New Jersey Bankruptcy Lawyer
Thousands of people in New Jersey and millions around the country are saddled with astronomical levels of debt. These debts may be in their name, or their business may owe money to lenders or other businesses. Either way, they may feel as if there is no way out and that they will be in debt forever.
Fortunately, bankruptcy laws in the United States allow for people in certain situations to declare that they will never be able to pay their debts. By following legally prescribed programs, indebted people and companies may be able to discharge their debt for a fraction of its value. If you are facing serious debt, a New Jersey bankruptcy lawyer could help you choose the plan of action that is best suited for your needs and put that plan into action.
Different Types of Bankruptcy
United States bankruptcy laws provide for six separate forms of bankruptcy. However, for most people and companies, Chapter 7—known as liquidation—and Chapter 13—known as adjustment of debts—are the available options. An experienced bankruptcy lawyer in New Jersey could provide assistance with these two methods or any other made available under federal law.
Many people prefer Chapter 7 bankruptcy, since there is no debt limit to a Chapter 7 bankruptcy – as there is with Chapter 13. A Chapter 7 filing involves the liquidation of personal or business assets to pay off debtors.
Once a person declares Chapter 7 bankruptcy, the court assigns a trustee to the case who gathers all of that person’s non-exempt assets for the purpose of selling them. Once this is done, the proceeds are distributed to creditors.
Once these creditors are paid, they can not seek any additional payments. In addition, once a bankruptcy proceeding is initiated, creditors can no longer contact debtors for payment.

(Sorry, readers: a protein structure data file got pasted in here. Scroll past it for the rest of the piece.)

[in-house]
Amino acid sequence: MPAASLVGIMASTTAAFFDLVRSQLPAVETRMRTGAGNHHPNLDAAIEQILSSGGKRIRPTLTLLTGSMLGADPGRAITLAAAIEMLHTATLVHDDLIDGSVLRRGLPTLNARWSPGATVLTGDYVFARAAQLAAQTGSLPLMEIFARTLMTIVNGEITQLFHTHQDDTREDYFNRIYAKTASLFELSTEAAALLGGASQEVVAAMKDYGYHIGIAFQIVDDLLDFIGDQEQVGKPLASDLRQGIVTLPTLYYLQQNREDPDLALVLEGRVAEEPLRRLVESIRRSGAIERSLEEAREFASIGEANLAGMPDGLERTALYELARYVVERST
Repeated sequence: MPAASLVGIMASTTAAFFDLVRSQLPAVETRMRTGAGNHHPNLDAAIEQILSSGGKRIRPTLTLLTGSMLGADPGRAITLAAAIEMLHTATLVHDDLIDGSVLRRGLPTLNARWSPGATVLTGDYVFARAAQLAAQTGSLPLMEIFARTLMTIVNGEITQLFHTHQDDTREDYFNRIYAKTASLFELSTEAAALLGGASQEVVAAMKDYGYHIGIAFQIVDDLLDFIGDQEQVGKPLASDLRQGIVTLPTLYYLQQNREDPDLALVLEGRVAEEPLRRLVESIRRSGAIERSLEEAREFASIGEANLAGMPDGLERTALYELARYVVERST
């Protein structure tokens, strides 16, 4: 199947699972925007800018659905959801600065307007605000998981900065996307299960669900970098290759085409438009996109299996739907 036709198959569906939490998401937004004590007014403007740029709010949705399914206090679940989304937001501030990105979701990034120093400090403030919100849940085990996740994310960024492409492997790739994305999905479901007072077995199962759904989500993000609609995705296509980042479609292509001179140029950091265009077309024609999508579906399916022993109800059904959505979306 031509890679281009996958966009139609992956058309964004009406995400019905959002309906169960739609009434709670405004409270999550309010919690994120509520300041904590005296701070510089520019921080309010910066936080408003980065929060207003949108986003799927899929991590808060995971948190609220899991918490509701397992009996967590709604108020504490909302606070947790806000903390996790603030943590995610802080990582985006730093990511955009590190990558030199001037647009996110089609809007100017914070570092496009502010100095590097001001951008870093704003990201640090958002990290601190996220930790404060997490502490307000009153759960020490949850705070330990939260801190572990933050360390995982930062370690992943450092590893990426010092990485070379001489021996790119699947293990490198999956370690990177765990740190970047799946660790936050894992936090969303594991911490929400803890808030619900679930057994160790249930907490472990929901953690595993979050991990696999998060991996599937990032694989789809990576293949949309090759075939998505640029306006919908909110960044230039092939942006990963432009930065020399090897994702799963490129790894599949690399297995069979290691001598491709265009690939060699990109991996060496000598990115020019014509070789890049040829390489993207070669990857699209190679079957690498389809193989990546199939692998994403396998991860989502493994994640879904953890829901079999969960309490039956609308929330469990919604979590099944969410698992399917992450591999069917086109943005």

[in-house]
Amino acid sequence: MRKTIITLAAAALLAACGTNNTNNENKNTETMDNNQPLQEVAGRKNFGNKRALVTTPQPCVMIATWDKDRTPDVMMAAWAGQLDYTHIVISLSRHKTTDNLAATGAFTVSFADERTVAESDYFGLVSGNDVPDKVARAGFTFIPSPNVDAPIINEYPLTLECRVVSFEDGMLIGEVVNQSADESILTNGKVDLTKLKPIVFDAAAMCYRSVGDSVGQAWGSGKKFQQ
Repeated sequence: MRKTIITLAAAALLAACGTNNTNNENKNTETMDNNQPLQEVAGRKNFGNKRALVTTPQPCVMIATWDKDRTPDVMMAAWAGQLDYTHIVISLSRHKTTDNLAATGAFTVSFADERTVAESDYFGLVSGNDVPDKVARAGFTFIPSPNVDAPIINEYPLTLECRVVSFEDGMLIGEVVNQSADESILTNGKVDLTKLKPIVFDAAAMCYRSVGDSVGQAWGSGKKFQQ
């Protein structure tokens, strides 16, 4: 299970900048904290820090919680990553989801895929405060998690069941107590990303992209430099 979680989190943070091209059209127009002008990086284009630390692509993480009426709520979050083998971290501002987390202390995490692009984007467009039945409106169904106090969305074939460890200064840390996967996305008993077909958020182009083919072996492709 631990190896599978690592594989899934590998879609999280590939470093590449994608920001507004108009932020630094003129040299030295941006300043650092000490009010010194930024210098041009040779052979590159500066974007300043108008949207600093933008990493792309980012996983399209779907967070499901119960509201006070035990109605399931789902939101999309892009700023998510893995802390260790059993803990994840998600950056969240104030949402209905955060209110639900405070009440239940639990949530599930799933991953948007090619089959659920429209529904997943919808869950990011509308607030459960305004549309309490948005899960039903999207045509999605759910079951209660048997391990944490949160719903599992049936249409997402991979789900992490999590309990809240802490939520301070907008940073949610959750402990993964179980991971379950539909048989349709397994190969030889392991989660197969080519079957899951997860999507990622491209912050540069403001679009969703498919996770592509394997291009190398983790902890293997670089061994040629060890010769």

Chapter 13 bankruptcy applies only to individual people who have a regular source of income. Furthermore, there are limits as to the level of debt that a person may possess prior to taking advantage of this program.
In short, the trustee for a Chapter 13 case meets with the creditors and explains that the debtor is reorganizing their debts and income. The court then orders the debtor to make regular payments that are transferred to the creditors. Once the debtor does this for three years, the debts are forgiven.
Our Practice Areas
When May a Person Declare Bankruptcy in New Jersey?
The basic idea of bankruptcy is that a person declares they no longer have the means to pay their debts and acknowledges this fact before a court. If everything goes according to plan, the debts are discharged and creditors can no longer pursue the debtor for payment.
In general, a person or company may declare bankruptcy at any time. However, bankruptcy may require a person to sell many of their personal assets to pay off debtors. Bankruptcy will also appear as a negative mark on a person’s credit report. Most lenders will hesitate to provide credit to people with a bankruptcy on their record.
Still, bankruptcy could provide essential relief to someone’s finances and peace of mind in the right circumstances. A New Jersey bankruptcy attorney could help individual clients determine if this is the right choice for them.Learn More
Call a New Jersey Bankruptcy Attorney Today
The idea of not being able to pay the bills keeps many people up at night, fearful of the constant collection calls and the public stigma of being in debt. However, many of those people could turn to the United States bankruptcy courts for relief. These courts could establish payment plans to discharge debt, or even order the liquidation of a company’s assets to satisfy creditors.
A New Jersey bankruptcy lawyer could help with this process by meeting with you to discuss your potential options, choose the one that best fits your needs, and follow the plan through to completion. Contact a dedicated local attorney today to get started on your road back to financial stability.